How do plants forget?

15 may 2020

An international group of researchers found the answer to the question: how do plants forget? The study now published in Nature Cell Biology reveals more information on the capacity of plants, identified as “epigenetic memory”, which allows recording important information to, for example, remember prolonged cold in the Winter to ensure they flower at the right time during the Spring. As soon as they produce seeds, this information is “erased” from memory so they don’t bloom too early the following winter.

Jörg Becker, principal investigator at the Instituto Gulbenkian de Ciência, involved in the international team led by researcher Frédéric Berger, of the Gregor Mendel Institute of the Austrian Academy of Sciences, says that researchers set out to analyse histones in pollen, hypothesizing that the process of forgetting would most likely occur in the embedded sperm.   According to Jörg Becker, “the study led us to identify a phenomenon, the so-called “epigenetic resetting”, akin to erasing and reformatting data on a hard drive”.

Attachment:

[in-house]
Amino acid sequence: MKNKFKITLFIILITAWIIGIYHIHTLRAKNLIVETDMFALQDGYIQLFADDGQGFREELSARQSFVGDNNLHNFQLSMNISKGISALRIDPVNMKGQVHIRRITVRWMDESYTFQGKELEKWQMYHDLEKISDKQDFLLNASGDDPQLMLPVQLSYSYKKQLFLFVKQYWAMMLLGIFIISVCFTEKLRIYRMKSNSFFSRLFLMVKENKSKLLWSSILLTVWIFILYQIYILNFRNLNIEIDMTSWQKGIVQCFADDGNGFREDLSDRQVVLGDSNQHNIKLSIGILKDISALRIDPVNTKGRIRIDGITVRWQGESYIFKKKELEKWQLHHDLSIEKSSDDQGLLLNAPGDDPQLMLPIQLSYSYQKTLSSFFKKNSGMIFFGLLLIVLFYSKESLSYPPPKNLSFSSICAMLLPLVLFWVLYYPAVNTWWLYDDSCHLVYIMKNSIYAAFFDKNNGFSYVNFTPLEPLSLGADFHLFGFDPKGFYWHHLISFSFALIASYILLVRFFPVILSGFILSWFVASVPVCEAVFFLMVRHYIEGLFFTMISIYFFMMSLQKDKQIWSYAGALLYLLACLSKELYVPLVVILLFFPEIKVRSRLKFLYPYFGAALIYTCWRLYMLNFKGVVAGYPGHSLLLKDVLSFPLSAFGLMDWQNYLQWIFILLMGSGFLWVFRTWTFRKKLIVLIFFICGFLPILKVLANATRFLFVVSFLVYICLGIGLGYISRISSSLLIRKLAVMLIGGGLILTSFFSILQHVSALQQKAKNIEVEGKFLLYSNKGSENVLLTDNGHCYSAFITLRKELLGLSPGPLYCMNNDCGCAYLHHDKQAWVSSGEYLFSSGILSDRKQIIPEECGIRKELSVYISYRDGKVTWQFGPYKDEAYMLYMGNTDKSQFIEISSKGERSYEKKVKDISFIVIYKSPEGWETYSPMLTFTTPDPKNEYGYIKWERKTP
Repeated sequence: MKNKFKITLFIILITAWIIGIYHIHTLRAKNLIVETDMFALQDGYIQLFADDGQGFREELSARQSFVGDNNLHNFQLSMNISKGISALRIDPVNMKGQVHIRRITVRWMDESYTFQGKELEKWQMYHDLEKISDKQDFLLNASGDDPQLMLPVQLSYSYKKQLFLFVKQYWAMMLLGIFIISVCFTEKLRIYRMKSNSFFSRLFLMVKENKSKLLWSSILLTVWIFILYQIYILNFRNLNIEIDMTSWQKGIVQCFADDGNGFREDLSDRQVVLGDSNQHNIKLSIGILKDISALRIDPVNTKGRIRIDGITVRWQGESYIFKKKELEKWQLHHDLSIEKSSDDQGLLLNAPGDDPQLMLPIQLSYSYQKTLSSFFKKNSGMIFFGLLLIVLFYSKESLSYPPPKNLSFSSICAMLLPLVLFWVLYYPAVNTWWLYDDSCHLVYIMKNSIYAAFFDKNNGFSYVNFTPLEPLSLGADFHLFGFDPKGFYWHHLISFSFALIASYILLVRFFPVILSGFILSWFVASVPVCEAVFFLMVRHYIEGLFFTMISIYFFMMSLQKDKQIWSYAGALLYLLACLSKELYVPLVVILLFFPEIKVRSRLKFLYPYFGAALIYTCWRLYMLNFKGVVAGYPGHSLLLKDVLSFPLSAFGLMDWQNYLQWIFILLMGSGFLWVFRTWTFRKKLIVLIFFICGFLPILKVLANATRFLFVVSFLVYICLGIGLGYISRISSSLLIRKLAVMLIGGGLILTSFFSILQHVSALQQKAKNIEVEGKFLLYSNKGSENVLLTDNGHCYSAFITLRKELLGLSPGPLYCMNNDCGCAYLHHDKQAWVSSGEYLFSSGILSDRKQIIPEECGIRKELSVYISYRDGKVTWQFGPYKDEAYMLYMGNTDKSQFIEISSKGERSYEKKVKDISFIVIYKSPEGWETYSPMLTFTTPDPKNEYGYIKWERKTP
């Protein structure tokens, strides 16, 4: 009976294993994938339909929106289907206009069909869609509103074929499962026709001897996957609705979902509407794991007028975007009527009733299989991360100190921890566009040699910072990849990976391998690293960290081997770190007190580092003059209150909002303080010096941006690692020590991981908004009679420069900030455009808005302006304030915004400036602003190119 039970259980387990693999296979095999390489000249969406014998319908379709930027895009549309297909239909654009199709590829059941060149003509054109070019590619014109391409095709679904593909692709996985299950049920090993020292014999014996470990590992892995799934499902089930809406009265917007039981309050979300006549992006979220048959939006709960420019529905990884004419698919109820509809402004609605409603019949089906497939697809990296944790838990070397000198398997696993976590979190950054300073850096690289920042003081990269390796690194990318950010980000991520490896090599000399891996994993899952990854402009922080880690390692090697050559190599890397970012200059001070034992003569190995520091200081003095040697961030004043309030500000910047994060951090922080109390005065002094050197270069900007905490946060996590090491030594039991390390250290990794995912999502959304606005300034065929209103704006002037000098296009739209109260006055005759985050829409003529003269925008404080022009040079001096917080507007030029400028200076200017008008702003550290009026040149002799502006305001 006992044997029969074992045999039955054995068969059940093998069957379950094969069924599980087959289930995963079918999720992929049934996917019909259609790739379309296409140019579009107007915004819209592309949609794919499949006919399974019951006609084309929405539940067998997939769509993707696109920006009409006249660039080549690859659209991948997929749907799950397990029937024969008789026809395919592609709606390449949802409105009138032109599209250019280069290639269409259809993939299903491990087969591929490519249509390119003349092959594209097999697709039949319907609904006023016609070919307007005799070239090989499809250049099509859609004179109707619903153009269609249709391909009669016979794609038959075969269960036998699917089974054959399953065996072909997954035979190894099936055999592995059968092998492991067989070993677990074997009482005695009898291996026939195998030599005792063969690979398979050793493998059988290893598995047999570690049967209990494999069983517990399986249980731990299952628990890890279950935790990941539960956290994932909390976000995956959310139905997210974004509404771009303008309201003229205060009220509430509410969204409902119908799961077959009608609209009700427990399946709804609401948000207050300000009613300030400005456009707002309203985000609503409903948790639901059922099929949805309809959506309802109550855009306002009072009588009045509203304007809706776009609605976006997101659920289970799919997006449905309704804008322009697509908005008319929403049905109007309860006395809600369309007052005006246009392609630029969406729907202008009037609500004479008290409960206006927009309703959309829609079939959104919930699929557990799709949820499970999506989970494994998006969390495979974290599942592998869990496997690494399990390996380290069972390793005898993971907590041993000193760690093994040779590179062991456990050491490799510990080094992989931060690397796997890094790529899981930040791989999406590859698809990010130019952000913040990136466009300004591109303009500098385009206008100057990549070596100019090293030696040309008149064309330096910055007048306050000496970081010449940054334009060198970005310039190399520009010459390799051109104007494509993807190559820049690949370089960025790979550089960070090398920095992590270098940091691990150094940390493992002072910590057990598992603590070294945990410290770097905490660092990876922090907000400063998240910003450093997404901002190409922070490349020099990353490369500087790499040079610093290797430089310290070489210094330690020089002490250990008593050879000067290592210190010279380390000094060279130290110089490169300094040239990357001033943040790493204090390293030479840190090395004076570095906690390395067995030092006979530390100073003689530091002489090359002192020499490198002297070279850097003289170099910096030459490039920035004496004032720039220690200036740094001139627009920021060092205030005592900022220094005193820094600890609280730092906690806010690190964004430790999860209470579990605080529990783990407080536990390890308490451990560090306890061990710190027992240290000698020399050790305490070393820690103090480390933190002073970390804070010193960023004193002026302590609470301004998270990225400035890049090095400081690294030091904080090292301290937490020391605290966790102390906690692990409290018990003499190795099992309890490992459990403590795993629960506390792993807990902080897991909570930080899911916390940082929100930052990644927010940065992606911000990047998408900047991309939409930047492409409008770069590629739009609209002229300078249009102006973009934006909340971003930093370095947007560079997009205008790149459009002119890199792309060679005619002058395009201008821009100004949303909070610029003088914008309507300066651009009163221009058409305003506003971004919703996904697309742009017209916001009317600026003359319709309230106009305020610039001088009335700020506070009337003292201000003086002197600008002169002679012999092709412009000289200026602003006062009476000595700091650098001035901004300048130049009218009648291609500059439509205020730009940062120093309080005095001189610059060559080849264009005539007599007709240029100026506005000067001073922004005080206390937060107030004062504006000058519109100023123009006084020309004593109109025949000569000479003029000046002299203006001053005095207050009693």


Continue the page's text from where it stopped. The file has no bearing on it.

Although they do it differently from humans, plants also have memories. “Epigenetic memory” occurs when specialized proteins, histones, are modified, which play an important role in indexing and defining the cell’s DNA. One of these modified histones, H3K27me3, tends to mark genes that are disabled. In the case of flowering, in cold conditions, H3K27me3, accumulates in the genes that control flowering. The researchers found that H3K27me3 completely disappears in the sperm and “this ensures that the” memory “is erased from hundreds of genes, not only those that prevent flowering, but also those that control a wide range of important functions in the seeds” reinforces Jörg. 


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